John King (ukulelist)

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For other people named John King, see John King.

John Robert King (John) (October 13, 1953 – April 3, 2009)[1][2] was a ukulele player known for his interpretation of classical music.

Early life and education[edit]

The son of a navy pilot,[2] King was born in San Diego. His father's position took the young King to Hawaii for a few years in his childhood, where he was introduced to the ukulele by his mother. Despite his early start in the ukulele, he initially showed no aptitude for the instrument, but quickly became a proficient guitar player, studying at one point with both Pepe Romero and his father Celedonio.

King attended Old Dominion University and later took a post as a guitar teacher at Eckerd College—where he taught for 30 years[2]—in St. Petersburg, a city that became his home for life.

Ukulele revolution[edit]

Upon learning that the ancestor of the modern guitar was tuned similarly to the ukulele, he reacquainted himself with the instrument, commissioning an Italian luthier to make a classical ukulele for him. With it, he revived a guitar-playing technique from the Baroque era: succeeding notes are played on different strings, allowing the previous note to continue ringing. Known as campanella style, which means 'little bells' in Latin.

King's repertoire ranged widely, but he is particularly noted for his interpretation of Johann Sebastian Bach. In 2008, the Journal of the Society for American Music called King "perhaps the world's only true classical 'ukulele virtuoso'".[3]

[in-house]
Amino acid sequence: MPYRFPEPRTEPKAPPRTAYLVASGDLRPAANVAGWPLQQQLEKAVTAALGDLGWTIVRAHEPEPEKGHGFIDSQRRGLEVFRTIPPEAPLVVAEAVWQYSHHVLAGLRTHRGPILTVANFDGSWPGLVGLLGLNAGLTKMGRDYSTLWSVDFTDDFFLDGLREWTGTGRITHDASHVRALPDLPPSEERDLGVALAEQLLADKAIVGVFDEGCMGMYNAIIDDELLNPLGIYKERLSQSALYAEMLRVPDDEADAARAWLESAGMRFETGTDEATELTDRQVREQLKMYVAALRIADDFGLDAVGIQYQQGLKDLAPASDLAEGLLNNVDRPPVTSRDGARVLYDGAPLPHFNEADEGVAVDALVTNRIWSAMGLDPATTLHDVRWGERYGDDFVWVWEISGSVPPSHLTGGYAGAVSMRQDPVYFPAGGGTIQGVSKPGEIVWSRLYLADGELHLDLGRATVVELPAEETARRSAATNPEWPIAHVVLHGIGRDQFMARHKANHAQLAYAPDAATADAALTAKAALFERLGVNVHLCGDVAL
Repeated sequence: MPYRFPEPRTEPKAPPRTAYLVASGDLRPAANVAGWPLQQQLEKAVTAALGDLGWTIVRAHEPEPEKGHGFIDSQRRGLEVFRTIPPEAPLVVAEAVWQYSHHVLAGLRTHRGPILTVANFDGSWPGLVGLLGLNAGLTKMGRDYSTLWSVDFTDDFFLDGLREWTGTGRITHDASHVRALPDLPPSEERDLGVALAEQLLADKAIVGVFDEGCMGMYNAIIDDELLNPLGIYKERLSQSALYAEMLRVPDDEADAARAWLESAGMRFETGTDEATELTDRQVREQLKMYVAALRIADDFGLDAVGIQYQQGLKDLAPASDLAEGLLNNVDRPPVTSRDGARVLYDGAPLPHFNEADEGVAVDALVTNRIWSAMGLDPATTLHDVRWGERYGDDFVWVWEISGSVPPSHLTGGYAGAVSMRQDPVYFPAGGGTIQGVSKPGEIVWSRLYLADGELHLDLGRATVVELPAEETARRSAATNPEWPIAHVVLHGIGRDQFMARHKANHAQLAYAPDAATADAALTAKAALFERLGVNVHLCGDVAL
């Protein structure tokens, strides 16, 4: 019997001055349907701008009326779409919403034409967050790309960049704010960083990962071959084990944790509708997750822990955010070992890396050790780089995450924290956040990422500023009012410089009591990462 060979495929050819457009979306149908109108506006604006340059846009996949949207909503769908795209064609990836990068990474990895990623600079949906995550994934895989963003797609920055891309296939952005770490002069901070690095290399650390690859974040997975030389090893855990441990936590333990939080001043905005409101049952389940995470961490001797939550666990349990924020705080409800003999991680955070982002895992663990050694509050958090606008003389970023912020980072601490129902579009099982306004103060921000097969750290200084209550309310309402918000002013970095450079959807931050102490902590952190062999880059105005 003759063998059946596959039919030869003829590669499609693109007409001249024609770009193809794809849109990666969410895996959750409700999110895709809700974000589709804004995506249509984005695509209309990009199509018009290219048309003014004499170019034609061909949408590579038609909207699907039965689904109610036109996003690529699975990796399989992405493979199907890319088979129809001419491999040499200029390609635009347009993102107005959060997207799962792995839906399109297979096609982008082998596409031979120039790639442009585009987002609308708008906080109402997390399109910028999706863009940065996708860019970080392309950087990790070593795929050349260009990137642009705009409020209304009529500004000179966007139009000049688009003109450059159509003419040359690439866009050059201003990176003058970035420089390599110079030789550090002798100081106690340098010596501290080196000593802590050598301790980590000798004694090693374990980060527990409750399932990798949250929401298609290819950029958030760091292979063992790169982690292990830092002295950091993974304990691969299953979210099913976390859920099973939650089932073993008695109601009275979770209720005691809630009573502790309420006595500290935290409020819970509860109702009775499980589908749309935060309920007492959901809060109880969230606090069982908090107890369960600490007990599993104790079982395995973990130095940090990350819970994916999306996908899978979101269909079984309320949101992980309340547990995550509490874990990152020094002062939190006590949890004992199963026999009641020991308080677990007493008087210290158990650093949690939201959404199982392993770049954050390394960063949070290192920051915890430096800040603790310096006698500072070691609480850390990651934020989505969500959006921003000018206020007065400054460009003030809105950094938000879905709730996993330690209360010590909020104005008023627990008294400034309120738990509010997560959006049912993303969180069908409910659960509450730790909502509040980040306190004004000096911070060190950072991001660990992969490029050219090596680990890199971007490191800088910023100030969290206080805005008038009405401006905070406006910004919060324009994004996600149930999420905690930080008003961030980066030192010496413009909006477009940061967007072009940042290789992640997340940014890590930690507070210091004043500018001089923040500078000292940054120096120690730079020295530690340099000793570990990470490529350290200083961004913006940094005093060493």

King is featured in a short segment in the extras on the DVD release of Mighty Uke: The Amazing Comeback of a Musical Underdog, a 2010 documentary on the ukulele.


King recorded two records, and wrote several books of ukulele arrangements. He did extensive research into the history of classical guitar and the ukulele, writing numerous essays. He wrote an encyclopedia of Hawaiian luthiers. He was working on a history of the ukulele with Jim Tranquada at the time of his death which was published in 2012, The Ukulele: A History, published by University of Hawaii Press.


King died of a heart attack at his home at the age of 55.


  1. ^ Martin, Douglas (April 27, 2009). "John King, Made Ukulele Ring With Bach, Dies at 55". The New York Times. Retrieved April 27, 2009. 
  2. ^ a b c Meacham, Andrew (April 8, 2009). "John King, an Eckerd College instructor, was a true virtuoso of the ukulele". St. Petersburg Times. Retrieved April 27, 2009. 
  3. ^ Yasui, Byron K. (February 2008). "Review of The Jumping Flea: Tales of the Modern Ukulele". Journal of the Society for American Music. 2 (1): 134–135. 

Works and external links[edit]